Almost two thirds of over 50s have high blood pressure

Long-term study finds forced retirement has negative effect on over-50s mental health

Perceptions of ageing are said to have a significant influence on health and quality of life

Perceptions of ageing are said to have a significant influence on health and quality of life


One in five adults aged 65-74 do voluntary work daily or weekly, but forced retirement has a negative effect on their mental health, according to the findings of a major report.

Uncovering the Secrets of Successful Ageing is an analysis by the Irish Longitudinal Study on Ageing (Tilda) of 10 years of its study of older people. Its findings, to be published on Thursday, include health, social, and economic factors.

The report says that involuntary or forced retirement has a “negative effect” on mental health, but there is “no relationship between retirement and mental health” for those who retire voluntarily. Additionally, the report says retirement due to ill-health negatively affects mental health.

The findings suggest that when retirement is involuntary or due to ill-health, any benefit that might arise from reduced work stress is outweighed by factors such as a loss of social connectedness or other work-related positives.

For people who retire voluntarily, the absence of a mental health gain suggests this “cannot be used in any effort to entice people to delay retirement”. Instead, “more standard economic incentives” may be required, such as actuarially adjusted pension entitlements.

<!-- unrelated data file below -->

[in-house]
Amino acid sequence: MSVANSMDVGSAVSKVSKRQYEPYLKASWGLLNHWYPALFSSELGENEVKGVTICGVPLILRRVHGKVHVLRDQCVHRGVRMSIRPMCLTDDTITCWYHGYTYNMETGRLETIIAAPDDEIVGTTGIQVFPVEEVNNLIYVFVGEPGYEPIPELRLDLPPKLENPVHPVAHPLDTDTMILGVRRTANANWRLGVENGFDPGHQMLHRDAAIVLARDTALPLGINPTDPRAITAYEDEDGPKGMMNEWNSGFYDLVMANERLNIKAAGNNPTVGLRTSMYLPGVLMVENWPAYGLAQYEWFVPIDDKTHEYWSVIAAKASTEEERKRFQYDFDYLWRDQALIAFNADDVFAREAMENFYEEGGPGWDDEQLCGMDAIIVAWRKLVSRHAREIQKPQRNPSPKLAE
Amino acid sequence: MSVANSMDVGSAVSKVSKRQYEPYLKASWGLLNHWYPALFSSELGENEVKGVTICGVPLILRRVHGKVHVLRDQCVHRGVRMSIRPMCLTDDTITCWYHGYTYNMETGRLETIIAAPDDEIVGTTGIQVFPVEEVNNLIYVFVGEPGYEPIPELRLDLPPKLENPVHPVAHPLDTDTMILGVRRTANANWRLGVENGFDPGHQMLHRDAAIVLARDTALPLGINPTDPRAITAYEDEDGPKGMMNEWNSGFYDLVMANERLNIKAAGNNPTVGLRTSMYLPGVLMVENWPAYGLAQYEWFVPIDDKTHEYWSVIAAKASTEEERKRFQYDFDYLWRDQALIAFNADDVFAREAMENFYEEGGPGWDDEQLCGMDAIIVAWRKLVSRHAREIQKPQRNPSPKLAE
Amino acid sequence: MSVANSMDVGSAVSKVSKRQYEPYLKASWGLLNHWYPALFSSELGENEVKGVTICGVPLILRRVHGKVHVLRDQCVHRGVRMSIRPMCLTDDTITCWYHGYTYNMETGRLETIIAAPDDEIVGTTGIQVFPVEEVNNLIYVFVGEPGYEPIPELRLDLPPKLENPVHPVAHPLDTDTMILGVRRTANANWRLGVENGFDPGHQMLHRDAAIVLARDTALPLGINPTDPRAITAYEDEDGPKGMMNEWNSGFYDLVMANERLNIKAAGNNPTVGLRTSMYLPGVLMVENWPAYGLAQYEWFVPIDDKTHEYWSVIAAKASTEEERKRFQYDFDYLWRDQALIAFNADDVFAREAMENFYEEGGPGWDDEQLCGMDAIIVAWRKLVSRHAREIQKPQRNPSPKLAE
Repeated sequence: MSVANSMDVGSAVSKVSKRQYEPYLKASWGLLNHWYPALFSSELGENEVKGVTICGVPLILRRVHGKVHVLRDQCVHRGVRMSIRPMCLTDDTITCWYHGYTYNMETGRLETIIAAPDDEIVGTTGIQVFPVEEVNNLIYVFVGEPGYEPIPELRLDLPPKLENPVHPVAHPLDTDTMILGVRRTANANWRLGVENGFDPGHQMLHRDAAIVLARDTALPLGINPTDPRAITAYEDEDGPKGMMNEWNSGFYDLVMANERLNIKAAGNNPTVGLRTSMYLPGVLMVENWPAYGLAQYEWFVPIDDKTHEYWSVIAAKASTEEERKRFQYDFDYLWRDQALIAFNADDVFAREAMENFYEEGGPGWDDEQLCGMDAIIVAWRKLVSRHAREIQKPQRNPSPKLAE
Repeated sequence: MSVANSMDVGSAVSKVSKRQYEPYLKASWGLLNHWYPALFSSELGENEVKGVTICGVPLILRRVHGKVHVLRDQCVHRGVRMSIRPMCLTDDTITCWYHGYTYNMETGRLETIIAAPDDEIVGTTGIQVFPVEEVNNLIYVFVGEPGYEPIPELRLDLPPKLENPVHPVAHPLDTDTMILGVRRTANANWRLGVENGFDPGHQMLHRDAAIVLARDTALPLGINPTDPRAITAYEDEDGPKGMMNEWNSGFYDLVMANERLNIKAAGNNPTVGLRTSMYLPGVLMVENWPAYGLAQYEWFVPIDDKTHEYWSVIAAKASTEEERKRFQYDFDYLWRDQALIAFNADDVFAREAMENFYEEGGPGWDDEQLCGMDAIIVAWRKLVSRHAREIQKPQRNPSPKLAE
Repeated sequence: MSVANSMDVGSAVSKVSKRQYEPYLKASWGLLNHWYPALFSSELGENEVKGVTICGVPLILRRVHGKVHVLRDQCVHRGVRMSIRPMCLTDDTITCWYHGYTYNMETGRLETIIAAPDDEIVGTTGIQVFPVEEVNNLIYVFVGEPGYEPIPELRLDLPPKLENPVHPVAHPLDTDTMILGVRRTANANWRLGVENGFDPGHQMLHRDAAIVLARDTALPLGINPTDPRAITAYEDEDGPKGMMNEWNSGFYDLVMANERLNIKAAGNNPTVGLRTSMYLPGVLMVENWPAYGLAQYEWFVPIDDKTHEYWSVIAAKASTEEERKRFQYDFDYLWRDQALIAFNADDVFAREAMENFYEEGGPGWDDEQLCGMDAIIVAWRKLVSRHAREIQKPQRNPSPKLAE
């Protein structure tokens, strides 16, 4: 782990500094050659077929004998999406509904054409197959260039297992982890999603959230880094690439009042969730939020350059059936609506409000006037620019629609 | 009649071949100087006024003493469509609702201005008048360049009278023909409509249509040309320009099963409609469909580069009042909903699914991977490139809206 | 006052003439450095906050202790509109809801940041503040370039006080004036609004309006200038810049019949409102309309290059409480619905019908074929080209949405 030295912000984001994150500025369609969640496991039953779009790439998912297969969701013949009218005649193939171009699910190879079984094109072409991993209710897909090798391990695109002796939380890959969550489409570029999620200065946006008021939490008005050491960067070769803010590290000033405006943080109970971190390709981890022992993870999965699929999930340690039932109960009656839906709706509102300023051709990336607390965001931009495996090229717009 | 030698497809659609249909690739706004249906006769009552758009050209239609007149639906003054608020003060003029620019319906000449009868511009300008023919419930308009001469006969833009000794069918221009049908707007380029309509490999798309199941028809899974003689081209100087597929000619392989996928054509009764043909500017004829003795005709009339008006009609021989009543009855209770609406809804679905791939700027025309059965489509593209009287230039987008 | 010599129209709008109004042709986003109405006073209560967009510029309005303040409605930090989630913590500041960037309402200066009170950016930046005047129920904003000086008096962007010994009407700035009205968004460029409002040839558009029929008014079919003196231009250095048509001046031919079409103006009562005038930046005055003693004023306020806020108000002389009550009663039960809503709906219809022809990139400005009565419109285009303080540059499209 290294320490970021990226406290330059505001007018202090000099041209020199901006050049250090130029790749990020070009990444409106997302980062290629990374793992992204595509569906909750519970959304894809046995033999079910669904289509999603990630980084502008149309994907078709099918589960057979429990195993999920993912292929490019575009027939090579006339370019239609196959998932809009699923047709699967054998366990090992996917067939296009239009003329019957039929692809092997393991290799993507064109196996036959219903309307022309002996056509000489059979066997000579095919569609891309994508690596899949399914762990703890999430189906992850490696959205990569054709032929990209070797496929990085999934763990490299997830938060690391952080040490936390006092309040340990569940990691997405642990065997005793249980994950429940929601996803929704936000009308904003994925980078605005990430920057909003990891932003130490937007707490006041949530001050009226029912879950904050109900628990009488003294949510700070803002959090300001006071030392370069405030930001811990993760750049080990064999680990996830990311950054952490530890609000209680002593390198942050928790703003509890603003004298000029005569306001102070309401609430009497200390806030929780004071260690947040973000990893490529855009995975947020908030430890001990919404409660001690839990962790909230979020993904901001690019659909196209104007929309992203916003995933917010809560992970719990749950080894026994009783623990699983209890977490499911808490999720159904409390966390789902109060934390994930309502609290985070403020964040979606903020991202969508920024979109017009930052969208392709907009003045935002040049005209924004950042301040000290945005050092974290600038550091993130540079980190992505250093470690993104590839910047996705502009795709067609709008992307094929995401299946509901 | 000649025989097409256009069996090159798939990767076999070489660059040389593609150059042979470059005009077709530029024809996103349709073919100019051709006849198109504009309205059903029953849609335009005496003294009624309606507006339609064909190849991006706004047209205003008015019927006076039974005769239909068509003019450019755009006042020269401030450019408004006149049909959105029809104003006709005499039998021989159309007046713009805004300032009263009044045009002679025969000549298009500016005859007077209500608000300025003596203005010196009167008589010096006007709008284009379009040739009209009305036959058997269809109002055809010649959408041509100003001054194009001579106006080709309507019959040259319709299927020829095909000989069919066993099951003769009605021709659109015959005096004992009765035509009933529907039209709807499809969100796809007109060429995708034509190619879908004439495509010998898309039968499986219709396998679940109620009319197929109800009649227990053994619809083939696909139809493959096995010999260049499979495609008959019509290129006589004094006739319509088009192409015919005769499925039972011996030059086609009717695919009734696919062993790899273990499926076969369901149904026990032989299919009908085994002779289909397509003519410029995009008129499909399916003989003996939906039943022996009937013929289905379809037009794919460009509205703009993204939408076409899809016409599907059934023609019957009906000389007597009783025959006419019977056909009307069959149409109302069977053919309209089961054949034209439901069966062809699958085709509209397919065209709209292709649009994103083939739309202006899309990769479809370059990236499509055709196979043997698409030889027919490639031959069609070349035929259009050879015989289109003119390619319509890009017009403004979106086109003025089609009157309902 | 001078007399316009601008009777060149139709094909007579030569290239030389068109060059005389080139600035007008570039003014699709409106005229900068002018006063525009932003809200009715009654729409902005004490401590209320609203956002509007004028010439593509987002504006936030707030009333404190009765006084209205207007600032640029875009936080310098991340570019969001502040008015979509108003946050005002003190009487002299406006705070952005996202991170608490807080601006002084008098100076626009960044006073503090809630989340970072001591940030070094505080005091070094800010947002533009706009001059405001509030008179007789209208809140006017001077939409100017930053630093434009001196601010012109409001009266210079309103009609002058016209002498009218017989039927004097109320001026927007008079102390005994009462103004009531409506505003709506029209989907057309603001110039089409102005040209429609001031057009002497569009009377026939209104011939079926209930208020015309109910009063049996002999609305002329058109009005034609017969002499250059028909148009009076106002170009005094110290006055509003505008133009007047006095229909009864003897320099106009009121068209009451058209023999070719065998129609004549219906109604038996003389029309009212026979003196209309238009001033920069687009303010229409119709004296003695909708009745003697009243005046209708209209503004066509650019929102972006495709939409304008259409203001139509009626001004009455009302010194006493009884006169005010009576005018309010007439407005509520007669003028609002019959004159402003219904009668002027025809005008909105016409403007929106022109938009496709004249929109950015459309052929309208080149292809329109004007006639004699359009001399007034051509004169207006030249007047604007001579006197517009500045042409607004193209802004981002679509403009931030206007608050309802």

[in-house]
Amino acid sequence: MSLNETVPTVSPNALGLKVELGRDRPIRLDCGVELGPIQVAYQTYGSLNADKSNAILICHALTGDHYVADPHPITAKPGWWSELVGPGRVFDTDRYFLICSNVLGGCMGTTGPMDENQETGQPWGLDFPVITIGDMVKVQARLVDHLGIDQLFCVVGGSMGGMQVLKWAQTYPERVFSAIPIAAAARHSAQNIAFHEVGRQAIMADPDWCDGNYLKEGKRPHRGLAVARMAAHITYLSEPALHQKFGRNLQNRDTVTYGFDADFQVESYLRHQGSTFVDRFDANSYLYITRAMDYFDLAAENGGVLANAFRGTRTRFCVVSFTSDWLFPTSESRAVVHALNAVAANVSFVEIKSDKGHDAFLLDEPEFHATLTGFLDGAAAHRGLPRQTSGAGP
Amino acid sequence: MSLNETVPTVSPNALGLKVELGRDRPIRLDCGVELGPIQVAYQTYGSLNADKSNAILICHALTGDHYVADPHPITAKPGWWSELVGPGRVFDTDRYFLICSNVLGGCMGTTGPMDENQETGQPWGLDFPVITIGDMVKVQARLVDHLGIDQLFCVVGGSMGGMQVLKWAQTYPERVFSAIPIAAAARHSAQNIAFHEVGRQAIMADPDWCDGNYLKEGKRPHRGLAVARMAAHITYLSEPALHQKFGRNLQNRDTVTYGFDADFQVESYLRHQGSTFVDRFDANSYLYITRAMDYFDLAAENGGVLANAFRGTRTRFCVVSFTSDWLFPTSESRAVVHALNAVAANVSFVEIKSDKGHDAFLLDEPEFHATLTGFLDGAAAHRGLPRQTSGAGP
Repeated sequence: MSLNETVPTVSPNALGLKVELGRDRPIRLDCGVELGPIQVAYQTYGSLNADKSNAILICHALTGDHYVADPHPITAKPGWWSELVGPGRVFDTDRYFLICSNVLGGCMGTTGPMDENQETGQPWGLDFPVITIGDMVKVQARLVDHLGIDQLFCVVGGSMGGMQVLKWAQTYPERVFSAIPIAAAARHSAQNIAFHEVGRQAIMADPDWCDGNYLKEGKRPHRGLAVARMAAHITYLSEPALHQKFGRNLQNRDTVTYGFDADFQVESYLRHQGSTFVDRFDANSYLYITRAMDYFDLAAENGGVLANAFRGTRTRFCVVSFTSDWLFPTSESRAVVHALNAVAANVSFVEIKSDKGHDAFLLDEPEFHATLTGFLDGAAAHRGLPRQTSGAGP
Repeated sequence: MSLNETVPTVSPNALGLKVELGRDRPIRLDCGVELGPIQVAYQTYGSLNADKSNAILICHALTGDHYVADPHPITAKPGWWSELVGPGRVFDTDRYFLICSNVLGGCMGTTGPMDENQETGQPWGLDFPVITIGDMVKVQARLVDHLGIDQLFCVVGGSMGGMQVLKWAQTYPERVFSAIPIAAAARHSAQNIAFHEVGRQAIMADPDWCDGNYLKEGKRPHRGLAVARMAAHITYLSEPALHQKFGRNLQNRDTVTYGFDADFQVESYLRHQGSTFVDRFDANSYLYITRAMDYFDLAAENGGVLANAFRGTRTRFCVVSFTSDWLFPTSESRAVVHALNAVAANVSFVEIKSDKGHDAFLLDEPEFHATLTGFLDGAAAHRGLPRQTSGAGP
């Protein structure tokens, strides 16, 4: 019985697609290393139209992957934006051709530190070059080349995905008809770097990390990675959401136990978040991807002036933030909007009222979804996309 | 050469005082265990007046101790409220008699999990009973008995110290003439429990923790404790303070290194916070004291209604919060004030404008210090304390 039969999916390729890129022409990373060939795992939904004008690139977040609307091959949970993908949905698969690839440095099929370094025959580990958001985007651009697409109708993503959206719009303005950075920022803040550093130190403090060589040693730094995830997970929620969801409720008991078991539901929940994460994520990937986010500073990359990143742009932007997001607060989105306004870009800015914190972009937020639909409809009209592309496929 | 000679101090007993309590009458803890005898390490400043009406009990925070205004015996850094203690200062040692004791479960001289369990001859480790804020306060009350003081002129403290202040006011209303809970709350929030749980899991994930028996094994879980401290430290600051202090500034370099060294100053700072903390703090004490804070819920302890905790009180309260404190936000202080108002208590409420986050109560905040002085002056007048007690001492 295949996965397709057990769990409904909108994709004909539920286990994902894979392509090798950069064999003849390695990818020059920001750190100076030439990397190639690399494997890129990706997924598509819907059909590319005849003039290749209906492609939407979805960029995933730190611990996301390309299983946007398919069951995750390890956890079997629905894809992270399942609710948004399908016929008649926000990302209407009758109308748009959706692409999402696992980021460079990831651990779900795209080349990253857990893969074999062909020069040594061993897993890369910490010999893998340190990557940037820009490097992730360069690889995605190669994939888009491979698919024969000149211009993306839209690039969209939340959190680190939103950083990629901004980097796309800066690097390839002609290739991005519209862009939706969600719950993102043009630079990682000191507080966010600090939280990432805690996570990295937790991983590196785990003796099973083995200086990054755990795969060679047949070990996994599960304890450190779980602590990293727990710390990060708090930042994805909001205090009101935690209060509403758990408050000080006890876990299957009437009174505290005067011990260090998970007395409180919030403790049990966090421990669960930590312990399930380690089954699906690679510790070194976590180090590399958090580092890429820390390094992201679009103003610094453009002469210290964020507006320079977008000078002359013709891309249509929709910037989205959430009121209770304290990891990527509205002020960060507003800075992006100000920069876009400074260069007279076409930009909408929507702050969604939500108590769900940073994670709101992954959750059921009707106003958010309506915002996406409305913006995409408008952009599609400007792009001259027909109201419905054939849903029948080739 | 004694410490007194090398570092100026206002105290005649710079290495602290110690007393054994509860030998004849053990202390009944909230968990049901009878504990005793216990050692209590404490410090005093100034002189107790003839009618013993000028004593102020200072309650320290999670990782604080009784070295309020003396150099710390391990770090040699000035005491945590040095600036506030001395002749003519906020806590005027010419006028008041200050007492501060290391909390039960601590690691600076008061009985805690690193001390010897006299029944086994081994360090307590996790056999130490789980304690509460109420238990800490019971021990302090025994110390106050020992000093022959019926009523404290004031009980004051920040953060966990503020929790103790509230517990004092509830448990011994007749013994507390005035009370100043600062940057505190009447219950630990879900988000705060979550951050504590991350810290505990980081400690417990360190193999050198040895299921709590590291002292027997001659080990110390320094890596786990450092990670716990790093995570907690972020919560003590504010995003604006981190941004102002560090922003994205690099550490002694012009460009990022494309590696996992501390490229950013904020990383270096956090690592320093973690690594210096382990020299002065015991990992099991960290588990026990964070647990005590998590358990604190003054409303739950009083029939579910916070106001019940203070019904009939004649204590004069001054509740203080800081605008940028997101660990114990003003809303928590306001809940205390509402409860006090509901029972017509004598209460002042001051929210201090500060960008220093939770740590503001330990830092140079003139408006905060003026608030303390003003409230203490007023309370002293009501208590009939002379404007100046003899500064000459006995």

It also says there is a need for increased information to be directed at certain groups in relation to pension entitlements, citing women and less educated people in particular.

There is “limited knowledge” among older people about pension entitlements, with 66 per cent enrolled in pension schemes unaware of the form or the amount to be paid out on retirement. The same is said to be true of half of defined benefit pension members.

Separately, the report says half of all over 50s had volunteered in the last year, while one in five adults aged 65-74 do voluntary work daily or weekly. This represents “a very high level of voluntary engagement”.

For both men and women, those who volunteered at least once a year had a higher quality of life compared with those who never volunteered. Wellbeing increased with increased levels of volunteering. Tilda also found that 80 per cent of older people provide informal care.

In terms of infrastructure for older people, the report says that – based on their usual walking speeds – 31 per cent of Irish adults aged 65-74 and 61 per cent of adults 75 and older do not have enough time to cross the road in the time provided by traffic lights.

“Guidelines for pedestrian light settings are not compatible with older Irish adults’ walking abilities,” it says. “Not being able to cross the road comfortably can impact on everyday experiences, leading to reductions in social engagement, physical activity, functional independence, perception of safety, and quality of life.”